It’s just that, circumstances being what they are, we’ve been forced to put a bit of a different spin on it. Not “does little Johnny have the chops to make it as an engineer?” but “is little Johnny at risk of radicalization, and might he metamorphose into a combatant?” Sounds drastic, I know – but only from the parochial perspective of the parent or some dyed-in-the-wool meddler. Come at it from a more holistic and socially entrepreneurial perspective though, and these are the stakes, plain as day. No getting around it.

So what is it that we do as educators when we want to have a look under the hood and explore a kid’s aptitudes, or in this case susceptibilities? You got it – behavioral modeling, role-playing, situational simulation. Which is a completely natural conclusion to draw – the only one, really – when you start doing your own thought-experimenting and role modeling as a KinderGuard Sentry. Okay, so the general ring of truth about my plan might be unassailable, but what about down at ground level? Very well, let’s go granular. I don’t have a problem with that. I’ll walk you through a few of the scenarios I came up with over the weekend.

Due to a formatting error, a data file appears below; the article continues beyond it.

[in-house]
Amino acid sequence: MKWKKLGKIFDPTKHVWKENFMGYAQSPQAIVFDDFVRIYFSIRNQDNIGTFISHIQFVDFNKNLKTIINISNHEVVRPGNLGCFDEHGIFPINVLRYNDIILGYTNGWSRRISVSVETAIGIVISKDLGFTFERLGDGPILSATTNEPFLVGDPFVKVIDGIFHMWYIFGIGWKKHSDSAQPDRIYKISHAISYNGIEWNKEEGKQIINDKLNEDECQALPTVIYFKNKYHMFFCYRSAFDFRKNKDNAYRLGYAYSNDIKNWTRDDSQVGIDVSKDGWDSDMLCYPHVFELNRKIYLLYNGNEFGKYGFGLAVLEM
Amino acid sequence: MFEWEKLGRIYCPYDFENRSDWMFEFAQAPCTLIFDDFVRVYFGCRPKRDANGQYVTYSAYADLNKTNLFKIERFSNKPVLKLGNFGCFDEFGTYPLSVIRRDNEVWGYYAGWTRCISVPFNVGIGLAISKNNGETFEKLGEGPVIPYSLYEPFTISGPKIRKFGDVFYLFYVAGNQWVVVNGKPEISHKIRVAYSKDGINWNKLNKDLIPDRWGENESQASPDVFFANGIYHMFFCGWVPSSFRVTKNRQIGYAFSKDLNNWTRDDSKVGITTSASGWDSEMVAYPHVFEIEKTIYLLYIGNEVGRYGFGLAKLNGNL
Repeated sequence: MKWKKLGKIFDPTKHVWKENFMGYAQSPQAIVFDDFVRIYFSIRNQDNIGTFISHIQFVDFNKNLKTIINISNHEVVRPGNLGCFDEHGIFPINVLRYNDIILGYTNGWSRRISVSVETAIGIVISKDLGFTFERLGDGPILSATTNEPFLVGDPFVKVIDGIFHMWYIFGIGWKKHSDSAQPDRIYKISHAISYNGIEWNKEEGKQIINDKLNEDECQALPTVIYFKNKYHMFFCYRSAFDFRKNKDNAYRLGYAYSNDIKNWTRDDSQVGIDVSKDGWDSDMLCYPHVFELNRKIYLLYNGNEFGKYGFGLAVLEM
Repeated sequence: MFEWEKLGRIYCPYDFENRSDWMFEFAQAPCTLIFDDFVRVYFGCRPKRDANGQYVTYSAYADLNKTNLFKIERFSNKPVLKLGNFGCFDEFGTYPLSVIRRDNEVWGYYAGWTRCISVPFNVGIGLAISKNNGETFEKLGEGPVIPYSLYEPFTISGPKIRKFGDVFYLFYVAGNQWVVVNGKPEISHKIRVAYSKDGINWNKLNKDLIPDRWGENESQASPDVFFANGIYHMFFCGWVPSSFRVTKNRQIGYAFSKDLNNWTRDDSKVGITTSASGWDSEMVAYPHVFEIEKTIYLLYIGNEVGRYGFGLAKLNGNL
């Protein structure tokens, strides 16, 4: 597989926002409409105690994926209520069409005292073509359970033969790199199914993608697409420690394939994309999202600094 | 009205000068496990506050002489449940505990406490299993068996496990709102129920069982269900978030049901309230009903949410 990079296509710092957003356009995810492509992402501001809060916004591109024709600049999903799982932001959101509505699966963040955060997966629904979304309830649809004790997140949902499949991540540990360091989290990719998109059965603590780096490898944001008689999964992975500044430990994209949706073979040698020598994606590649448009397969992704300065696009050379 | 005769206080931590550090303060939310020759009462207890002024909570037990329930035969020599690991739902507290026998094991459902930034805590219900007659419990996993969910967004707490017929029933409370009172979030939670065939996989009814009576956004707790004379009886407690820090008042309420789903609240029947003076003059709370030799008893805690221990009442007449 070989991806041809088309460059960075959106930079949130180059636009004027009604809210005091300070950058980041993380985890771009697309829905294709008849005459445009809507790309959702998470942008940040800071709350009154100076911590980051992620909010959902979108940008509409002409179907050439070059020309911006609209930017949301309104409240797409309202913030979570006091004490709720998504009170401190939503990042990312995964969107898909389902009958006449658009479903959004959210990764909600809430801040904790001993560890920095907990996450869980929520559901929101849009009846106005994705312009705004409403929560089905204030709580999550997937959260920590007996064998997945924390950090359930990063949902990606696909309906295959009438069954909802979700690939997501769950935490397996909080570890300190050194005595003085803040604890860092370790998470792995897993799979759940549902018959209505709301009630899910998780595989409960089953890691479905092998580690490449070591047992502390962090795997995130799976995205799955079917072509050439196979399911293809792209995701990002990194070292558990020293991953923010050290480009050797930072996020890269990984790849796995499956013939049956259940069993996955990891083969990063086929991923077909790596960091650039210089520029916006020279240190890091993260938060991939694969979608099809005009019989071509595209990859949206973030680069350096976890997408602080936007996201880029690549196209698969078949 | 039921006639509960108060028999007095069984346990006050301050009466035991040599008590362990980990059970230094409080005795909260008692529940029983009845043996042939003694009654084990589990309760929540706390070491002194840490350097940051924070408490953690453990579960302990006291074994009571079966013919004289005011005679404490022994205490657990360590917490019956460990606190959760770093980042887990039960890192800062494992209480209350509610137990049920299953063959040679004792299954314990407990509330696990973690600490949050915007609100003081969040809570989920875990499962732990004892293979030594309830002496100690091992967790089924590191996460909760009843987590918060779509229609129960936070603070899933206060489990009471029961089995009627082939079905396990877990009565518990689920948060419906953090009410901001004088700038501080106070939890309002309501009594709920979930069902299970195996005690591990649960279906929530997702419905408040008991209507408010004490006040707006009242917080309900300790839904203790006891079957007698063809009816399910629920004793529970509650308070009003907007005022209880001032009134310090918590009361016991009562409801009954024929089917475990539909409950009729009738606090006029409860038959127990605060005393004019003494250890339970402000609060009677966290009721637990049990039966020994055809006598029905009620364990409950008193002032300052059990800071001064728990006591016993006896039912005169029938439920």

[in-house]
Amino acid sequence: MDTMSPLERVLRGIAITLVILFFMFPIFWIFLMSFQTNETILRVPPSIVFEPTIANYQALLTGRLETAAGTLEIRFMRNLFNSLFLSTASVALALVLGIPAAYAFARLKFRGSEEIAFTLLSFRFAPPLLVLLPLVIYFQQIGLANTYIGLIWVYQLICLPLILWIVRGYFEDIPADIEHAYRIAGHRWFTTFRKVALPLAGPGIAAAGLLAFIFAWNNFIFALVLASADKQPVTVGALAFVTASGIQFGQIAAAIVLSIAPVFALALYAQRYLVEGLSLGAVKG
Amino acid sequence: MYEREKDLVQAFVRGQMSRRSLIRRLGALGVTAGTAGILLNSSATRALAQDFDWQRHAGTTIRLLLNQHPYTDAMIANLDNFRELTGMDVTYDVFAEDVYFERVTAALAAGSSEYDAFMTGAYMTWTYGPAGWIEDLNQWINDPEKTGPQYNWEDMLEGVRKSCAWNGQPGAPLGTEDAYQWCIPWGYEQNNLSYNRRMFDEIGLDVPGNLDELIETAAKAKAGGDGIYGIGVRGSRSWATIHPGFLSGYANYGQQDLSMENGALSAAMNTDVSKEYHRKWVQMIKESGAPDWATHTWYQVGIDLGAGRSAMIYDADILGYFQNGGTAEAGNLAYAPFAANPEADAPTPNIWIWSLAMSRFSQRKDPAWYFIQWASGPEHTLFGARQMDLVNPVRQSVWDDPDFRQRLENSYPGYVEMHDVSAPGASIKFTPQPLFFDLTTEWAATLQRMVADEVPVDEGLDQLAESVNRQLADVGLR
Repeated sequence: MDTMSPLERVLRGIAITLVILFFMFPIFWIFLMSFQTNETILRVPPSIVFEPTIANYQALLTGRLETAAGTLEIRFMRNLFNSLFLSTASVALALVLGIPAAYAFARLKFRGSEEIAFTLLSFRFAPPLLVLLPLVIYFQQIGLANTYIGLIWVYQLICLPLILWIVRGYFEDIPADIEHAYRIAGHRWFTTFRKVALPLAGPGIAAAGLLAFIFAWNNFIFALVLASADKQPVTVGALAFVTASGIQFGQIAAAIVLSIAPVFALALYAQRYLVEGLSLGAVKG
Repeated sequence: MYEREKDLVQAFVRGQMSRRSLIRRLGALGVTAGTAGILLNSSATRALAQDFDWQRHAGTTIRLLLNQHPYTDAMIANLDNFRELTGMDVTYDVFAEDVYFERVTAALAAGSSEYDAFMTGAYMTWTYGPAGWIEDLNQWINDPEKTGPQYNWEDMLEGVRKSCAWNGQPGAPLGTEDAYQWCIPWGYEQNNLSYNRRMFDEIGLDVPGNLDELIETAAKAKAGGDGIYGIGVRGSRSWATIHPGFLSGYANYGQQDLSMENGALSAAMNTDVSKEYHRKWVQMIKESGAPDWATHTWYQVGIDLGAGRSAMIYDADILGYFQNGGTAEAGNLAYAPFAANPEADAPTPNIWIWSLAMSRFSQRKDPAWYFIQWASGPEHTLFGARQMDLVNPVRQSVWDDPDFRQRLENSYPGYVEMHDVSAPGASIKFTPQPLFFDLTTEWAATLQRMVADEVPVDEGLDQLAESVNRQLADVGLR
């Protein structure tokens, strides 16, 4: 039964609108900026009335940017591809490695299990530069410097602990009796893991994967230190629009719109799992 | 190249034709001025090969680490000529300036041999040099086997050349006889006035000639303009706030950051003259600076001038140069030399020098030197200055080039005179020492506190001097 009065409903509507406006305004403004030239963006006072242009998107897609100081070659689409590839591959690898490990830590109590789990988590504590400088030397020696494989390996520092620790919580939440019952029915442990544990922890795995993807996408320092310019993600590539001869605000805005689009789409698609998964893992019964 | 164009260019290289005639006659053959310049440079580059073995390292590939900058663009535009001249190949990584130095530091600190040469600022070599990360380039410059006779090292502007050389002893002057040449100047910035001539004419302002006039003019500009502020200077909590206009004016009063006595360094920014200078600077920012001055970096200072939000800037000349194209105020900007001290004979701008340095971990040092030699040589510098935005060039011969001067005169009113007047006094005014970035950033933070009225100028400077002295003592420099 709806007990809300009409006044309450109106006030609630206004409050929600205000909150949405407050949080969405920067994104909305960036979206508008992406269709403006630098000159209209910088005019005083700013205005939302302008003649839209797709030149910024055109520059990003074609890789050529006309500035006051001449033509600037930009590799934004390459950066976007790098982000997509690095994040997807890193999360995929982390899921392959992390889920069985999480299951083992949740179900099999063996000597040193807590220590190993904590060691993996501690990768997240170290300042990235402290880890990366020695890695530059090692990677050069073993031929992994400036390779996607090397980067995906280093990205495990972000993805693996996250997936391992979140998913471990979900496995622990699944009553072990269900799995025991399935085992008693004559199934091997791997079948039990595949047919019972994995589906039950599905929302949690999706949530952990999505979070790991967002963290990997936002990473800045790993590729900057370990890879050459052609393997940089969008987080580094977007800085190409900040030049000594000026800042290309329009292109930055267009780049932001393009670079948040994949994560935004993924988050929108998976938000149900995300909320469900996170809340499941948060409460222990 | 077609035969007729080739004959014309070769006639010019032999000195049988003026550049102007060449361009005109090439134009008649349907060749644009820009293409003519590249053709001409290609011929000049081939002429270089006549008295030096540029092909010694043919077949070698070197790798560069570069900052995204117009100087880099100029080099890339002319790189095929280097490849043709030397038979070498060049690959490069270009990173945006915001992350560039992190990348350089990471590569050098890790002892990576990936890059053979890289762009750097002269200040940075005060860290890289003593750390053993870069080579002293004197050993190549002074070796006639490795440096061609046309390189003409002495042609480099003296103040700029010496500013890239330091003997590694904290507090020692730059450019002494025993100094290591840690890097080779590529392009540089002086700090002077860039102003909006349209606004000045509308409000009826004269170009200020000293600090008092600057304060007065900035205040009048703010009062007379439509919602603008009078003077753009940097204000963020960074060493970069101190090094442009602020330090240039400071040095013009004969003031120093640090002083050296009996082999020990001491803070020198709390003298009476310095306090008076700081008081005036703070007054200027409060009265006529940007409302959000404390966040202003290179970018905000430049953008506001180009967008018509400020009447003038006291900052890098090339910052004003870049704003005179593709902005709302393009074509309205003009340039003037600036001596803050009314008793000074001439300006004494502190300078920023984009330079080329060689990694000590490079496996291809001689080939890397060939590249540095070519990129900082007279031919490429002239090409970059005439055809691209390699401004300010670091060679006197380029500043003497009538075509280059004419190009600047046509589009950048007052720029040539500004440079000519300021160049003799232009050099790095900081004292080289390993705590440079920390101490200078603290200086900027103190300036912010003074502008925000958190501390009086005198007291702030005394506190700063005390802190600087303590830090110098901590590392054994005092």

Let’s start with an easy one. Take the case of a Chinese boy, fresh off the Boeing type kid. You want to find out if he might turn out to be fifth-columnist or industrial spy type material down the line. So what do you do? You throw him right into the fire is what, to see how malleable or how firm an alloy he’s made of. The first way to do it would be multiple-choice. That way you’ve got it on paper for easy reference, plus you don’t burden the agency with a bunch of behavioral analytics. Now the phrasing can be more or less complex or more or less leading, depending on your fidelity tolerances, but basically you string together a series of prompts where you tell the kid to imagine he’s come up with an invention or an industrial method as an engineer working at a Soyuz company. All of a sudden some Chicom honcho cozies up to him to see what it would take for him to part with the trade secret . Would he give it up a) never b) only if his family were under duress c) if the price was right or d) definitely, out of fraternal feeling.